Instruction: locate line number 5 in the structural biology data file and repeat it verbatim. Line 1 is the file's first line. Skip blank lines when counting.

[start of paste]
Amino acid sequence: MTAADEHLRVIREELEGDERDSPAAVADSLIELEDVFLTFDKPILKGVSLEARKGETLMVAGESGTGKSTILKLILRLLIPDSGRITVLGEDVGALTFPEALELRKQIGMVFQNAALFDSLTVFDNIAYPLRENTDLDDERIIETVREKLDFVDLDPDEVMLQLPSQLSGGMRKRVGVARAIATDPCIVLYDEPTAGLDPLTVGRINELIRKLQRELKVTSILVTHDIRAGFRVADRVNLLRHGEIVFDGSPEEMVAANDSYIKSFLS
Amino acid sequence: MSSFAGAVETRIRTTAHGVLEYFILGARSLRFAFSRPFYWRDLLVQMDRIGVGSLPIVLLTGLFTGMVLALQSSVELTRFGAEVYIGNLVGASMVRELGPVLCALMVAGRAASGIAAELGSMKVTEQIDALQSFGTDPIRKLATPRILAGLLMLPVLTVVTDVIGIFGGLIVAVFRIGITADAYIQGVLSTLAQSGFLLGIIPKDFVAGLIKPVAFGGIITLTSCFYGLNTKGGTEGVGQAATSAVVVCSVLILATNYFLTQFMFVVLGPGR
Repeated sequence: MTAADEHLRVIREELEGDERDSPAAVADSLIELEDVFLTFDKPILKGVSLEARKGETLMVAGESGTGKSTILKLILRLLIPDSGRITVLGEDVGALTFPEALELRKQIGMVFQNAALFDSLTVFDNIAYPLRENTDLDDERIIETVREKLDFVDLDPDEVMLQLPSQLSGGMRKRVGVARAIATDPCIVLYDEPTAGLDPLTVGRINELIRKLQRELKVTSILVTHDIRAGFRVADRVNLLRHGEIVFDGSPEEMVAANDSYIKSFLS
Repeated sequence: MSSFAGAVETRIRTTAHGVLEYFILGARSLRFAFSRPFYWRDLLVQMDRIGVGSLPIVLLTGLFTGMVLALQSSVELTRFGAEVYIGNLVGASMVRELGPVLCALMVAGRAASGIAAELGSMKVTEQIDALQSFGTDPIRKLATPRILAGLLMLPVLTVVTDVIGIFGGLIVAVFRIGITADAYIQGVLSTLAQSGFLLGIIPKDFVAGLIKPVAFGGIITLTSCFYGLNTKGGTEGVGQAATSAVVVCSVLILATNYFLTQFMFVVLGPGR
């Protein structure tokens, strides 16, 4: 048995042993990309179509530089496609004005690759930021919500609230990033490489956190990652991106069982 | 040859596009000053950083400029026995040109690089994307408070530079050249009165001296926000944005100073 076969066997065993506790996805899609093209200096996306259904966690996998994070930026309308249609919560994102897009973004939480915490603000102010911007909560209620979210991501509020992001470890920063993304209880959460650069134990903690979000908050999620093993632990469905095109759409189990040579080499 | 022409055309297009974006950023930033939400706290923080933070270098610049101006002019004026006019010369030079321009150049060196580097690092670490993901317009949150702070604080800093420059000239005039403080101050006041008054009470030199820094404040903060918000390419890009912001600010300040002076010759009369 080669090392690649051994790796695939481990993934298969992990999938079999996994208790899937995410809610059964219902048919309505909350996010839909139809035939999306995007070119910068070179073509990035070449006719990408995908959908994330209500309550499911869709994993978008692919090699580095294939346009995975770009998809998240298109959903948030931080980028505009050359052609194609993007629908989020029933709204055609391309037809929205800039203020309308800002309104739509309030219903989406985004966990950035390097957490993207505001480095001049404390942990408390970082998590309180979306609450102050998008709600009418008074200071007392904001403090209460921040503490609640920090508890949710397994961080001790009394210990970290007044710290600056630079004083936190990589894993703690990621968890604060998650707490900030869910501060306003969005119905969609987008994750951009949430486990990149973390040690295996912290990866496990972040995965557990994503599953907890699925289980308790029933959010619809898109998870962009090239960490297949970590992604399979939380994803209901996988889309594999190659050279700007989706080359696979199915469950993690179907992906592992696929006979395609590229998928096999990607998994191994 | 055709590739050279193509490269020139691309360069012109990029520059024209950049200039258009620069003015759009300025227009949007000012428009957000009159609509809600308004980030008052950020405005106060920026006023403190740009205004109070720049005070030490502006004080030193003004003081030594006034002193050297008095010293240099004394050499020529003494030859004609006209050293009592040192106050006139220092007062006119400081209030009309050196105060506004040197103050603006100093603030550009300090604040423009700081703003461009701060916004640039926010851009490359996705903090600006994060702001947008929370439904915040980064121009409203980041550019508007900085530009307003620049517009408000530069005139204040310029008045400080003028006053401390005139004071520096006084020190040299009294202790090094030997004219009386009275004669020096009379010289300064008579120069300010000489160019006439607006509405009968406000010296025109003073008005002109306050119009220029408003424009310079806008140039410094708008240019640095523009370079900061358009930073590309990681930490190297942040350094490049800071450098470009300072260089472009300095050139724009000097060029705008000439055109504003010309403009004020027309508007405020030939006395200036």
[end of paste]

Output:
């Protein structure tokens, strides 16, 4: 048995042993990309179509530089496609004005690759930021919500609230990033490489956190990652991106069982 | 040859596009000053950083400029026995040109690089994307408070530079050249009165001296926000944005100073 076969066997065993506790996805899609093209200096996306259904966690996998994070930026309308249609919560994102897009973004939480915490603000102010911007909560209620979210991501509020992001470890920063993304209880959460650069134990903690979000908050999620093993632990469905095109759409189990040579080499 | 022409055309297009974006950023930033939400706290923080933070270098610049101006002019004026006019010369030079321009150049060196580097690092670490993901317009949150702070604080800093420059000239005039403080101050006041008054009470030199820094404040903060918000390419890009912001600010300040002076010759009369 080669090392690649051994790796695939481990993934298969992990999938079999996994208790899937995410809610059964219902048919309505909350996010839909139809035939999306995007070119910068070179073509990035070449006719990408995908959908994330209500309550499911869709994993978008692919090699580095294939346009995975770009998809998240298109959903948030931080980028505009050359052609194609993007629908989020029933709204055609391309037809929205800039203020309308800002309104739509309030219903989406985004966990950035390097957490993207505001480095001049404390942990408390970082998590309180979306609450102050998008709600009418008074200071007392904001403090209460921040503490609640920090508890949710397994961080001790009394210990970290007044710290600056630079004083936190990589894993703690990621968890604060998650707490900030869910501060306003969005119905969609987008994750951009949430486990990149973390040690295996912290990866496990972040995965557990994503599953907890699925289980308790029933959010619809898109998870962009090239960490297949970590992604399979939380994803209901996988889309594999190659050279700007989706080359696979199915469950993690179907992906592992696929006979395609590229998928096999990607998994191994 | 055709590739050279193509490269020139691309360069012109990029520059024209950049200039258009620069003015759009300025227009949007000012428009957000009159609509809600308004980030008052950020405005106060920026006023403190740009205004109070720049005070030490502006004080030193003004003081030594006034002193050297008095010293240099004394050499020529003494030859004609006209050293009592040192106050006139220092007062006119400081209030009309050196105060506004040197103050603006100093603030550009300090604040423009700081703003461009701060916004640039926010851009490359996705903090600006994060702001947008929370439904915040980064121009409203980041550019508007900085530009307003620049517009408000530069005139204040310029008045400080003028006053401390005139004071520096006084020190040299009294202790090094030997004219009386009275004669020096009379010289300064008579120069300010000489160019006439607006509405009968406000010296025109003073008005002109306050119009220029408003424009310079806008140039410094708008240019640095523009370079900061358009930073590309990681930490190297942040350094490049800071450098470009300072260089472009300095050139724009000097060029705008000439055109504003010309403009004020027309508007405020030939006395200036």